“Well, what I have heard, and I want to be clear. I think there is a difference. What I’ve heard is that there were strange requests, irregular requests to monitor, not just one journalist, but multiple journalists,” Nunes said. “Now perhaps that was okay. Perhaps there was some reason for that, that it can be explained away. But that’s what we know and that’s what we are going to be looking into.”

Keep Pete Sessions in mind as our ride progresses to its next sharp turn. Earlier today, two of Rudy Giuliani’s clients — and donors to a PAC funding Giuliani’s investigation of the Bidens — got arrested for criminal campaign finance violations. Among the allegations are that those violations intended to mask foreign influence on US elections:

Two Soviet-born donors to a pro- Trump fundraising committee who helped Rudy Giuliani’s efforts to investigate Democrat Joe Biden were arrested late Wednesday on criminal charges of violating campaign finance rules, including funneling Russian money into President Trump’s campaign.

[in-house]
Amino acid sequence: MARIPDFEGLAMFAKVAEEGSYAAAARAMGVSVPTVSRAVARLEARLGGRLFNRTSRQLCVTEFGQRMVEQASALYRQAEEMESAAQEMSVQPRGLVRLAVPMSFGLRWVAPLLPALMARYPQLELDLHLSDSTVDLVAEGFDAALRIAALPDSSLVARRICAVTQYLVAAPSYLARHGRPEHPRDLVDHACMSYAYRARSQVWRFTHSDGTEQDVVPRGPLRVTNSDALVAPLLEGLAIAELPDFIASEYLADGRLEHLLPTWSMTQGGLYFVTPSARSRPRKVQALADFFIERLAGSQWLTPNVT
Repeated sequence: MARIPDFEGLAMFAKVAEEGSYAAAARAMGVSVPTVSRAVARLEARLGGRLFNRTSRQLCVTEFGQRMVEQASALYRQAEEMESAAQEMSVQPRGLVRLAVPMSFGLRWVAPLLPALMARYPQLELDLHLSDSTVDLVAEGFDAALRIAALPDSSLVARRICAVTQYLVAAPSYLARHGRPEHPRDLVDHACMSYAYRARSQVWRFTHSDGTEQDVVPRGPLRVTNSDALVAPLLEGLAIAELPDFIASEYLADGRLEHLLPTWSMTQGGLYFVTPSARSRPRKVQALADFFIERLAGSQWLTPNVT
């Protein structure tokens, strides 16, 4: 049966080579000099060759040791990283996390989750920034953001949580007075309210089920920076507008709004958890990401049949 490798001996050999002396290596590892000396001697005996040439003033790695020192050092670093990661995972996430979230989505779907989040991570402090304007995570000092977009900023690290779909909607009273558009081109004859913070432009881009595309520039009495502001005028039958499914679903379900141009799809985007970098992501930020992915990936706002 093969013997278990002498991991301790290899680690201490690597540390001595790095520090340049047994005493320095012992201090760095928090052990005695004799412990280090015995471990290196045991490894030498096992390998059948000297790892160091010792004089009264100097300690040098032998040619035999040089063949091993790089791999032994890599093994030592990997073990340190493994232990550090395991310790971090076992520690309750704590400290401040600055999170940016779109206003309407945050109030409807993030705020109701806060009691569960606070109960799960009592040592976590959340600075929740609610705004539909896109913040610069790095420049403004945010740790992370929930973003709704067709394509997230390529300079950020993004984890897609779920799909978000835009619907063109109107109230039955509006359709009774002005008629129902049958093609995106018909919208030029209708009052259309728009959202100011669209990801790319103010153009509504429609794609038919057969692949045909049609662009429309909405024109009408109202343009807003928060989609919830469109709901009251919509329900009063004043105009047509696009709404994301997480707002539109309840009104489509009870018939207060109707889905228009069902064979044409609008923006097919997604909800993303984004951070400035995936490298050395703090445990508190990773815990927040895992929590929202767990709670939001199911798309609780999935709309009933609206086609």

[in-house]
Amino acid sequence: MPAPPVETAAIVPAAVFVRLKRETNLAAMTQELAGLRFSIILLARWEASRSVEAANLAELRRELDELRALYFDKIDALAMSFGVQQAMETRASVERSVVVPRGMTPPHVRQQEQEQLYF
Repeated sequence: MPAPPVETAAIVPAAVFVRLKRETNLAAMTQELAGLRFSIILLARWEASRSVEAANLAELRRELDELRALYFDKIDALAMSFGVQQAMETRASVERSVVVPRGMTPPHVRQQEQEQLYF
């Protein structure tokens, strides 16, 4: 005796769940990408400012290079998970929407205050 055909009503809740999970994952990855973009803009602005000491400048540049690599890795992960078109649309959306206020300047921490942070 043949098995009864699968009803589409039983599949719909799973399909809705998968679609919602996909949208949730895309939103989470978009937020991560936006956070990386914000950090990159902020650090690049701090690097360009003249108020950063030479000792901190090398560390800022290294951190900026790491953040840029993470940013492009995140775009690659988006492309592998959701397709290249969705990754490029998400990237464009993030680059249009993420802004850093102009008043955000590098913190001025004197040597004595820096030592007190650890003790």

Lev Parnas and Igor Fruman, two Florida businessmen, have been under investigation by the U.S. attorney’s office in Manhattan, and are expected to appear in federal court in Virginia later on Thursday, the people said. Both men were born in former Soviet republics.

Mr. Giuliani, President Trump’s private lawyer, identified the two men in May as his clients. Both men have donated to Republican campaigns including Mr. Trump’s, and in May 2018 gave $325,000 to the primary pro-Trump super PAC, America First Action, through an LLC called Global Energy Producers, according to Federal Election Commission records.